Genealogy is a solitary pursuit. In its traditional paper-based past, a genealogist worked as an individual researcher. Occasionally a family would cooperate and share some of their joint information, but even with this sharing, families remained isolated from each other. This genealogical isolation first began to break down with the establishment of the GEDCOM program back in 1984. During my first twenty or so years of doing genealogical research, I worked entirely on my own. None of my immediate family members were at all interested in what I was doing and I was entirely unaware of the efforts of any other living family members. Even sharing my files by uploading copies of my data to the Pedigree Resource File did not provide any collaboration or sharing opportunities.
Across my many family lines, the research was fractured and disjointed. Some lines seemed to be well researched as evidenced by a collection of surname books, but others had apparently been entirely neglected. Slowly, as computer technology advanced, I was able to obtain an overall view of my family lines, but I still had no contact with any other family members. On some of my lines, such as the Tanner family line, to this day I have still never encountered a serious, source-based, genealogist who is actively working on this family line.
The effect of this isolationist fragmentation was that there was no “feedback” and errors accumulated rather than being eliminated. With the introduction of the internet, individual online family trees became a possibility. The internet opened up a way to share information. Unfortunately, the “sharing” process that evolved consisted primarily of indiscriminate copying. Shortly after online family trees became available, I began to realize that my early uploaded copies of my family lines, including all my early wrong conclusions and errors, were being quickly and efficiently copied across the internet.
The seriousness of this situation became evident when FamilySearch introduced the new.FamilySearch.org program. Some of my ancestors had multiple hundreds and perhaps thousands of copies. Most of these copies originated as result of the isolated word of family members for over a hundred years. But a significant portion was also the result of copies made from online sources such as the Ancestral File and Pedigree Resource File.
Because each “genealogist” or “family historian” had to have their “own” copy of “their family” the number of copies, with all the accumulated errors and wrong conclusions, proliferated at an extraordinarily fast pace. The solution was the introduction of the FamilySearch.org Family Tree. This free, online, unified, collaborative program allowed everyone to cooperate and collaborate in fixing the problems generated by the years of isolation.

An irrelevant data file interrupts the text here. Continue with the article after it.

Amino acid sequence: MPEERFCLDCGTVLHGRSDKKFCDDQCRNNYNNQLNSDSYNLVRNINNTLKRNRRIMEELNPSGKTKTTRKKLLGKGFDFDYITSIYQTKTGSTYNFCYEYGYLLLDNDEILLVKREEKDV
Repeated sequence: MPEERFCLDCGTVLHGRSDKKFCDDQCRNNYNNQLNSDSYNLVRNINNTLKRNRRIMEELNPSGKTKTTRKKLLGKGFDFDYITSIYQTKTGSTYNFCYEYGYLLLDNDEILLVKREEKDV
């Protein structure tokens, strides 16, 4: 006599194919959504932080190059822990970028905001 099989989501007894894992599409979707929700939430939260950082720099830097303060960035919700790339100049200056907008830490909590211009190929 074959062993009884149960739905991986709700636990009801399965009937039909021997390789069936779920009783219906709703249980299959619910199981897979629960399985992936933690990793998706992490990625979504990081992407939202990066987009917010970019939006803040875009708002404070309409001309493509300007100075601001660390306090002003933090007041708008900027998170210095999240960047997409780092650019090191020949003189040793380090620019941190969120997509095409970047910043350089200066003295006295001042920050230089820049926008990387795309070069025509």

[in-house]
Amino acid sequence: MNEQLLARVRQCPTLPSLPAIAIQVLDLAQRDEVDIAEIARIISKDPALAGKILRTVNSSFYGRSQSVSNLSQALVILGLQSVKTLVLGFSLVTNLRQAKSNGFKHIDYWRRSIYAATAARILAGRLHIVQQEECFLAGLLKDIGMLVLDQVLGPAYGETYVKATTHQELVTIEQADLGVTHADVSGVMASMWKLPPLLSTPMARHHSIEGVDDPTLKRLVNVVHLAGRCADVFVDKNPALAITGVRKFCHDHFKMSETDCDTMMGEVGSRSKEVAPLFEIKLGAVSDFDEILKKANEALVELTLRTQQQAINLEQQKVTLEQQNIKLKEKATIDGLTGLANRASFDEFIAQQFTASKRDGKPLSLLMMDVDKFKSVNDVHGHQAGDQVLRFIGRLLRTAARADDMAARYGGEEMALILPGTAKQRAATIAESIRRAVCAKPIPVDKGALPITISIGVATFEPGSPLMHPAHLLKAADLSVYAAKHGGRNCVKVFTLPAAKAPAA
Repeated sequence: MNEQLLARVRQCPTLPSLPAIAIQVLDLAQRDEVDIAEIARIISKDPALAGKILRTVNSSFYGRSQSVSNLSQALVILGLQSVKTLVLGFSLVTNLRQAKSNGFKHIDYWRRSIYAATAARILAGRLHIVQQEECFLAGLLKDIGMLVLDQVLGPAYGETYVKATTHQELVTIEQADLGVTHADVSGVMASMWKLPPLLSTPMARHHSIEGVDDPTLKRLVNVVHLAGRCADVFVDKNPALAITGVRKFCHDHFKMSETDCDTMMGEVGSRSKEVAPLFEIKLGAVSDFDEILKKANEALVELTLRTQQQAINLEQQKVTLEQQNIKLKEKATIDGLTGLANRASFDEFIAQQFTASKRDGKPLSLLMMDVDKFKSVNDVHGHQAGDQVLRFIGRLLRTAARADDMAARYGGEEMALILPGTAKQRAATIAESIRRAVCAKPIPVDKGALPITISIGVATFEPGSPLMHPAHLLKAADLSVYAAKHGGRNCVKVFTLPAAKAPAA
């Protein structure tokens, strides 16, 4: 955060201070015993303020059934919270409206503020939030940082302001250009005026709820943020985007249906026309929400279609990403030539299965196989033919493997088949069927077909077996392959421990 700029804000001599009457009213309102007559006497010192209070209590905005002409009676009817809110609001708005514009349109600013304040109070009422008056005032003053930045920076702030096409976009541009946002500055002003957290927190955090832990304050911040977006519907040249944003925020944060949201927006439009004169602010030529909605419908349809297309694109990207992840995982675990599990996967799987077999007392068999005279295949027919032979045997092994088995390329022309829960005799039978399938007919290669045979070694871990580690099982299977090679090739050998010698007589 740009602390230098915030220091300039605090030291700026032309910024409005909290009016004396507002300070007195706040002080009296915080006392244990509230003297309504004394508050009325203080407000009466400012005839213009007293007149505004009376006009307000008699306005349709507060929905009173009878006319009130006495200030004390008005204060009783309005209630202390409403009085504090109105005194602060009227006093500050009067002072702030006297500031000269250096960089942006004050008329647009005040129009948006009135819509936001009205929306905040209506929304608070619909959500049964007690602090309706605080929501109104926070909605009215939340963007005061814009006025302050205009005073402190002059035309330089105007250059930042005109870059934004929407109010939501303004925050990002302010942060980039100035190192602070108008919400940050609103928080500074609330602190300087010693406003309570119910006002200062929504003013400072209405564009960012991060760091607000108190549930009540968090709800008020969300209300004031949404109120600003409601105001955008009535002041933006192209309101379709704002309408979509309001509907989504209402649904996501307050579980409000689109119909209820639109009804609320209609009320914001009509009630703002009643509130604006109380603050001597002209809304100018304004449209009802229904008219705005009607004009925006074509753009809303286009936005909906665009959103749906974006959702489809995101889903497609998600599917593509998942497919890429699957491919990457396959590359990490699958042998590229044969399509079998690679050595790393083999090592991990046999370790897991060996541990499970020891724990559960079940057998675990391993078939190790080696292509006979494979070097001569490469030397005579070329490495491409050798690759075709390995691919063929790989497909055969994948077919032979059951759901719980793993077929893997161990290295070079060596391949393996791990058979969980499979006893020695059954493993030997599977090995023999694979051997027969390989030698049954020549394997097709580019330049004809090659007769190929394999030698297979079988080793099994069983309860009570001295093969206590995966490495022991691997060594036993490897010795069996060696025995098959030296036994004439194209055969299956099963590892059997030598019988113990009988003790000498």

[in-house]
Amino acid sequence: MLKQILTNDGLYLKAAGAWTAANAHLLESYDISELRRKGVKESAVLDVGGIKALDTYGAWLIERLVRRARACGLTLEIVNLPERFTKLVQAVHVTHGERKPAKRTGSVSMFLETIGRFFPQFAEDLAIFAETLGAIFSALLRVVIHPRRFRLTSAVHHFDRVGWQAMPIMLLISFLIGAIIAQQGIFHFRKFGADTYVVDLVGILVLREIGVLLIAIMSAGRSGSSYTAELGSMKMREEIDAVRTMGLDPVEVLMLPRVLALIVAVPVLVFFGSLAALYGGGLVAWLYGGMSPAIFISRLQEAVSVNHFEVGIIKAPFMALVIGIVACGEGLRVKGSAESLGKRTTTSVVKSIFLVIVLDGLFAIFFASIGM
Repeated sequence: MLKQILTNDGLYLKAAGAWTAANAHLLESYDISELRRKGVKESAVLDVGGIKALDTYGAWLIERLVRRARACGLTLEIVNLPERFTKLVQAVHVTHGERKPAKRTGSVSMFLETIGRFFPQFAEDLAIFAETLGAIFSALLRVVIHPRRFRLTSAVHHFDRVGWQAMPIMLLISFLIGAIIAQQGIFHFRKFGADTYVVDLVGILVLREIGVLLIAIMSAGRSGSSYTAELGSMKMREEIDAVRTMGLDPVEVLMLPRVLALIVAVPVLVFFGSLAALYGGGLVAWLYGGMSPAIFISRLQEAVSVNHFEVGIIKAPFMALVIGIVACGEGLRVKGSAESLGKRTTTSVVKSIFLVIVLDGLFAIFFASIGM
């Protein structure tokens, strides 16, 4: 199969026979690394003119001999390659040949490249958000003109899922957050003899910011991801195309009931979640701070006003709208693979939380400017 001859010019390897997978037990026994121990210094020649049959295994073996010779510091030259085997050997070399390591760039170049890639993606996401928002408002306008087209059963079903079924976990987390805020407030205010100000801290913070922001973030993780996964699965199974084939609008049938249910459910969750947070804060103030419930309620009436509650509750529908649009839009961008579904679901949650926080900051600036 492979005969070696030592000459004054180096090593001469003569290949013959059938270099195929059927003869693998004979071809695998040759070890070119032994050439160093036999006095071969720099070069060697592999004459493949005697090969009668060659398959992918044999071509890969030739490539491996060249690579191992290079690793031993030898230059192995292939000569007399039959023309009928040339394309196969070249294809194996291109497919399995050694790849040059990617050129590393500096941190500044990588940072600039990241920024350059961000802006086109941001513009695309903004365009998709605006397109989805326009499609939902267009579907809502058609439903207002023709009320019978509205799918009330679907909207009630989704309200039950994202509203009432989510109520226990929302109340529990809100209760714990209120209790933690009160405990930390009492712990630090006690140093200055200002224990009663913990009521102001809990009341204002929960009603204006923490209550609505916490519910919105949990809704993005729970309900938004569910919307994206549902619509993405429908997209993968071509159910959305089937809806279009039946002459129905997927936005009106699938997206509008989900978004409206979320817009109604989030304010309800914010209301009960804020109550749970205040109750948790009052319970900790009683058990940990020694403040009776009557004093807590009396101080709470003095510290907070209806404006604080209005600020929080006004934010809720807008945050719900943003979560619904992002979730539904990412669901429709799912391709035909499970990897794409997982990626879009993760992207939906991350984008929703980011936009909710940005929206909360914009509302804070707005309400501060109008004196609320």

Guess what? Some individuals feel threatened by the unified program. There is still a huge core of isolationists who think they own their ancestors and that they somehow are right when all the rest of the world is wrong (sort of like some of the governments out there today). They not only fail to share their work, they become belligerent and protective to the point of refusing to cooperate with anyone. The tragedy is that they are very likely spending their lives duplicating research that has already been done. The Family Tree acts as a giant clearing house for genealogy. If you put your research in the Family Tree, then anyone else can see what has already been done and does not have to repeat your work.
But what about the issue of changes? Yes, the information in the Family Tree is in a state of flux. But that is the price we pay for over a hundred years of isolation. But what about the other online, collaborative family trees? Yes, there are some other collaborative family trees but FamilySearch is in a unique position due to its sponsorship by the worldwide organization of The Church of Jesus Christ of Latter-day Saints. The Church has far more than a mere economic interest in maintaining the integrity of the Family Tree. The Family Tree may evolve in the future, but it will be maintained in some fashion as long as is foreseeably possible.
But what about the isolationists? Too bad for them. They are condemned to spending a life duplicating the work of others and in the end having all their work lost to their posterity or anyone else for that matter.
Congratulations to the Finalists in AARP’s 2nd Annual AAPI Hero Awards Contest! We wanted to hear about the hard-working staff and volunteers who bring their passion and energy to non-profit organizations that serve AAPIs who are 50-plus. We were looking for the people who are the heart and soul of their organizations, not just the founders, CEOs and executive directors.